^This is “Financial Times” Editor in Chief, who thinks that “Times and Epochs” fest is some part of Putin’s diabolical plan to suppress peaceful protesters Tiananmen-style.

        • Moscow Exile says:

          A re-enactment of WWII, but not according to the lying British media.

          At Chisty Prudy, where I am based, they had re-enactments of the siege of Sevastopol during the Crimean War.

          Bloody big 32-ponder naval cannon there – to be used against Putin’s own people!!!!!!

          Absolutely shocking it was!

        • marknesop says:

          Quick – rush out a report that HMS VICTORY is being used to blockade Portsmouth.

          Honestly; what an idiot.

        • Moscow Exile says:

          For the editor of FT:


          Lone Putin stooge defending the Kremlin against Navalny Hamsters surging down Tverskaya.

          • Moscow Exile says:

            Lying bastard!!!!!

            Navalny was lying through his teeth in court yesterday, saying he did not summon people to Tverskaya:

            In court Navalny announced that he summoned nobody to Tverskaya, that the teenagers came of their own accord.

            “The court has no evidence that people went to Tverskaya in answer to Navalny’s call. As evidence that he did this there is only a screenshot with the subscript: “Everybody to Tverskaya”. But who and when is ‘everybody?'” the blogger’s advocates replied.

            But allow me, here is a video where Navalny says: “Anyone who wants to participate in the anti-corruption rally, come to Tverskaya at 2 pm! Not to Prospekt Sakharov “.

            The judge did not believe Navalny and gave him 30 days.

            Because that’s what Putin told the judge to do, see!

            See: Как Навальный врал школоте, чтобы спровоцировать беспорядки на Тверской

  8. Warren says:

  9. Lyttenburgh says:


    One of chief editors of “Ekho Moscvy” instantly became unhandshakable (and his comment section on twitter turned into shyte volcano) after he wrote:

    Just arrested some hobo, who was lying on the ground screaming “Putin is the president of scumbags!”

    For which activists from “Nemtsov Bridge” retorted: “This is Grisha, one of our own!”

    That’s true! Some reenactors from “Times and Epochs” fest, who were cosplaying NKVD troopers did detain Grisha the Oppo-Hobo!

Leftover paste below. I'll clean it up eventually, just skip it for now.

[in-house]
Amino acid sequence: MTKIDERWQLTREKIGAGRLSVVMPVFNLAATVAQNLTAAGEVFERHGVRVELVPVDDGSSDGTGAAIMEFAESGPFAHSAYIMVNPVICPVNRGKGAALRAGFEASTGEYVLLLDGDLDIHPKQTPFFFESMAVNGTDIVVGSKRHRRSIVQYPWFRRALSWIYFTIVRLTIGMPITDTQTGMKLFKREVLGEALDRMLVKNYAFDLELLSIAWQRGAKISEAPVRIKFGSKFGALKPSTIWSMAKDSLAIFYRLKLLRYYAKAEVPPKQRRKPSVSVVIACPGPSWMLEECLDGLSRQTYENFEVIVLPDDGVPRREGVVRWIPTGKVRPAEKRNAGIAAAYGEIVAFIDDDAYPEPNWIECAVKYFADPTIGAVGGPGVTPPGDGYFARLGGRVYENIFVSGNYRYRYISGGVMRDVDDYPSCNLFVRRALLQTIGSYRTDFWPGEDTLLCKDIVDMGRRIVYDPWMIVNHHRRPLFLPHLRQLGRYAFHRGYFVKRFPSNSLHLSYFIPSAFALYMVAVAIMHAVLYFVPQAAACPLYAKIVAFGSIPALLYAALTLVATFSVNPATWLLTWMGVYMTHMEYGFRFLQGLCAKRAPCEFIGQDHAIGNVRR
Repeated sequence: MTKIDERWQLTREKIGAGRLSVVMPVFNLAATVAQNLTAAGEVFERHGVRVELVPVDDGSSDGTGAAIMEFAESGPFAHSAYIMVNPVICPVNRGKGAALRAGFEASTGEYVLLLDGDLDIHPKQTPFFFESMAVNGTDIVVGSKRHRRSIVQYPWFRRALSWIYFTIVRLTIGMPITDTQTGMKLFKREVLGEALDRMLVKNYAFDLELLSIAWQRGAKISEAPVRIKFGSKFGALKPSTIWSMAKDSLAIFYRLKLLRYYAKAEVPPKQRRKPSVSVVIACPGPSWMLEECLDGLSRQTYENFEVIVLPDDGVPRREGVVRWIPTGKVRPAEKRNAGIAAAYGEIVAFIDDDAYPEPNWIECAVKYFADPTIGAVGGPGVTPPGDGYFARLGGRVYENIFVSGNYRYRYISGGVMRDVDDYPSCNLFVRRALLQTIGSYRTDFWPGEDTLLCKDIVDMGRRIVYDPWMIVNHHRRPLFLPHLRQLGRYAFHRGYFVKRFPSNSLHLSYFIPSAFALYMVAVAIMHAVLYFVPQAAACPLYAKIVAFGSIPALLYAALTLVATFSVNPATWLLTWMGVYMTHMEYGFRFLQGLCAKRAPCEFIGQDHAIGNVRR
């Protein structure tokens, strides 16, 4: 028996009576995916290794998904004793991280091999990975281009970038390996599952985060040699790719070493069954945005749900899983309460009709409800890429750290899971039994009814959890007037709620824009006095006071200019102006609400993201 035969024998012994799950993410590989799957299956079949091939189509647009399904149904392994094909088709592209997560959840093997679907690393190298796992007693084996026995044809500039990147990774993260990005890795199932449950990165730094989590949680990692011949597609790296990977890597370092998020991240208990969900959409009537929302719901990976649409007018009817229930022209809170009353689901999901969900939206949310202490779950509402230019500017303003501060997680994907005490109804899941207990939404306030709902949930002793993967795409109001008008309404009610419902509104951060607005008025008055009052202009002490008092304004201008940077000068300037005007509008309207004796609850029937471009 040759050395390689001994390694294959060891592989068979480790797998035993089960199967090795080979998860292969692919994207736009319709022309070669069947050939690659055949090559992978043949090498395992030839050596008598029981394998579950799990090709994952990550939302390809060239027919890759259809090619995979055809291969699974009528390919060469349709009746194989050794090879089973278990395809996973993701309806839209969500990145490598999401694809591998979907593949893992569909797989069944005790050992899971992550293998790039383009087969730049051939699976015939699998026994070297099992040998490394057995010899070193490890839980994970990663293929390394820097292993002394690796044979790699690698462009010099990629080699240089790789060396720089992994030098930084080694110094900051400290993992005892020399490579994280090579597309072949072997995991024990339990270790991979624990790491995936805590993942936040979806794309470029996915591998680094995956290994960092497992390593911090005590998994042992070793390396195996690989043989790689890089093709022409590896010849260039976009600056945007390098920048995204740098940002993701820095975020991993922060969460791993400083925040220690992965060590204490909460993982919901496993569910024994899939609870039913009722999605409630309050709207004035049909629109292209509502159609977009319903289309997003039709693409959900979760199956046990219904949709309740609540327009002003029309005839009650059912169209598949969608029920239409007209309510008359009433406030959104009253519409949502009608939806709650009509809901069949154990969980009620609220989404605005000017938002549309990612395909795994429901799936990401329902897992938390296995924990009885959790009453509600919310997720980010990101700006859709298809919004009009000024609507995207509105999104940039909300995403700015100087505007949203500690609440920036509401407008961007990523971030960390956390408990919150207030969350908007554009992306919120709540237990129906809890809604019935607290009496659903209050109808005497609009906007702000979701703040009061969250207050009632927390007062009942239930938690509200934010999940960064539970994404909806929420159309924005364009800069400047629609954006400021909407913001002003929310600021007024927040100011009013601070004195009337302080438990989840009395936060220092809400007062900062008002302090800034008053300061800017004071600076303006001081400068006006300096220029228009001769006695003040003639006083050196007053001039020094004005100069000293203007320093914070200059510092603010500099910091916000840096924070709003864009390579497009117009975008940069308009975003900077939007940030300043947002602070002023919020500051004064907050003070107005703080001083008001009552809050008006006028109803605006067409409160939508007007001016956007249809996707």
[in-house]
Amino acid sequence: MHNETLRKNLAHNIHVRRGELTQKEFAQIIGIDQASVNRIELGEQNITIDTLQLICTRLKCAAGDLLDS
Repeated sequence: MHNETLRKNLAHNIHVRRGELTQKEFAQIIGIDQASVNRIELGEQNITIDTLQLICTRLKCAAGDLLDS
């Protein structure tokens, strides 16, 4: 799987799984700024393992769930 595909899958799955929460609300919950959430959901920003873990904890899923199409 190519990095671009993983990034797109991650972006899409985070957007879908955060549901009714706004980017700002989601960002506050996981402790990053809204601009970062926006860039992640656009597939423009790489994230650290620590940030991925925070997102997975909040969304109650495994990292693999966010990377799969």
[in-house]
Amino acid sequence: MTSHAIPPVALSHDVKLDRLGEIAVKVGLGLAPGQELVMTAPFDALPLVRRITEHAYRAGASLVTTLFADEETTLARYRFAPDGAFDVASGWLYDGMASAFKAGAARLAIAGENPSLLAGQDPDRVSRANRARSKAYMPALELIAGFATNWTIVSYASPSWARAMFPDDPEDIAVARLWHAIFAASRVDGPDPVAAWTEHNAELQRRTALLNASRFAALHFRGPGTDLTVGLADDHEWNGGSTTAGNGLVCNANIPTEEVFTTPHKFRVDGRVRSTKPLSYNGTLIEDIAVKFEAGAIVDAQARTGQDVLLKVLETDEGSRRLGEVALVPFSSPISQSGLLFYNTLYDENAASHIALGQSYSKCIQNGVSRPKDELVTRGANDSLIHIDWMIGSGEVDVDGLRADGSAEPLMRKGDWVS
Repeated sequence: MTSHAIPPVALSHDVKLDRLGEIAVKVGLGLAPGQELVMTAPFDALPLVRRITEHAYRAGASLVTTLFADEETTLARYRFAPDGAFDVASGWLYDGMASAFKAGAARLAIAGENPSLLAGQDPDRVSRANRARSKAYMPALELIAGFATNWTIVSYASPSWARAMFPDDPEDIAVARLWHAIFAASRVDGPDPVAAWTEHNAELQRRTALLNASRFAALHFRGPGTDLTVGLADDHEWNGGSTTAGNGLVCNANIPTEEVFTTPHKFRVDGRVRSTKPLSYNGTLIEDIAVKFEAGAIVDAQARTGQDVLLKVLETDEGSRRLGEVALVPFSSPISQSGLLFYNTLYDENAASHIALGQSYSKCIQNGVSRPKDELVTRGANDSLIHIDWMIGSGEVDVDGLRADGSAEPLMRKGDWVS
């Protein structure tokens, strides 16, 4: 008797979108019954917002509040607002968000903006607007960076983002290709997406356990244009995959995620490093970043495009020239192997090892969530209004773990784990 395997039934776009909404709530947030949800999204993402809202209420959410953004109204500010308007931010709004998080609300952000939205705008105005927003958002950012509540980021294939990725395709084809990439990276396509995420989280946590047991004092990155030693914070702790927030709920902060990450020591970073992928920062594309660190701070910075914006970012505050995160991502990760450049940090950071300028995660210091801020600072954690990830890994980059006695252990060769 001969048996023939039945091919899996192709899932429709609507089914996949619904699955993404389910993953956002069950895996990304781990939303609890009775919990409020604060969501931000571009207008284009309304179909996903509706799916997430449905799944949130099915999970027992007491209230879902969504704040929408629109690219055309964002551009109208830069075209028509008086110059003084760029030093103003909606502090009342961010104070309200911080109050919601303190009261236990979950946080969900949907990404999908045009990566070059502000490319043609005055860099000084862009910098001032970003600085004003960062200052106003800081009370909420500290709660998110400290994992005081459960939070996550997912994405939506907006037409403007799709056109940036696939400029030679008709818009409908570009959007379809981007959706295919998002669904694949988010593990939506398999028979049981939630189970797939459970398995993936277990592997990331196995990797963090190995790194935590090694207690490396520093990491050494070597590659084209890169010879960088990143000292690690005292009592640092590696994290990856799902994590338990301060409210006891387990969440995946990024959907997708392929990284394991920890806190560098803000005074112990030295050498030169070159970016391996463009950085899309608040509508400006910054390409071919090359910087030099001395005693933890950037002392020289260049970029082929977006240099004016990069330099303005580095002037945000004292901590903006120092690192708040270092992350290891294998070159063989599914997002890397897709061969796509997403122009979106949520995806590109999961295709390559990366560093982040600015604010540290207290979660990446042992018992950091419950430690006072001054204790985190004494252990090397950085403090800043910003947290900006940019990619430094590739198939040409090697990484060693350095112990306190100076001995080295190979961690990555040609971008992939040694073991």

• et Al says:

      Can we expect a prison Oppo orgy ‘art’ video then? Everyone sticks a banana into the person in front of them in a circle or something? It’s been too long since what’s her name from Pussy Rot did one in the Museum and other crap.

      • marknesop says:

        Maybe that’s what the guys kneeling on the street in protest were doing – selling fruits and vegetables for props for when you are arrested.

      • Lyttenburgh says:

        “Can we expect a prison Oppo orgy ‘art’ video then?”

        I knew! I knew that I was not the only one who thought “I once saw a pron-film which began like that”! Btw – Navalny one time planned to host his “Ne Dimon” movie on the Pornhub site.

        “Coincidence? I don’t think so!”(c)

      • Moscow Exile says:

        Foreign Secretary Boris Johnson expresses concern at large-scale detentions in Russia following anti-corruption protests

        I am concerned by the detention on 12 June of hundreds of Russian citizens following protests. They were exercising their fundamental rights to freedom of expression, association and peaceful assembly, which are enshrined in the Russian constitution. The UK calls on the government of Russia to comply with its international commitments in the Council of Europe and the OSCE, and release citizens detained during peaceful demonstrations” – The Right Honourable Alexander Boris de Pfeffel Johnson, Secretary of State for Foreign and Commonwealth Affairs.

        • marknesop says:

          Despite Navalny’s effort to recharacterize ‘his’ demonstration as a ‘peaceful stroll’, it was by any definition a march. Obviously the purpose was for large numbers of people to get arrested, and as soon as they were you can bet the one-eyed one’s acolytes were burning up the wires to the European human-rights organizations, ultimately resulting in dipshit expostulations such as Bojo’s.

          Are the rights to peaceful assembly, freedom of expression and association enshrined in the British constitution? I’m sure they are. Can you hold a protest march anywhere you please in Britain? You certainly can not. Bojo plainly does not know the law in the country he’s supposed to be helping to govern. Maybe you should get that nailed down, fuckwad, before branching out and going international.

    • yalensis says: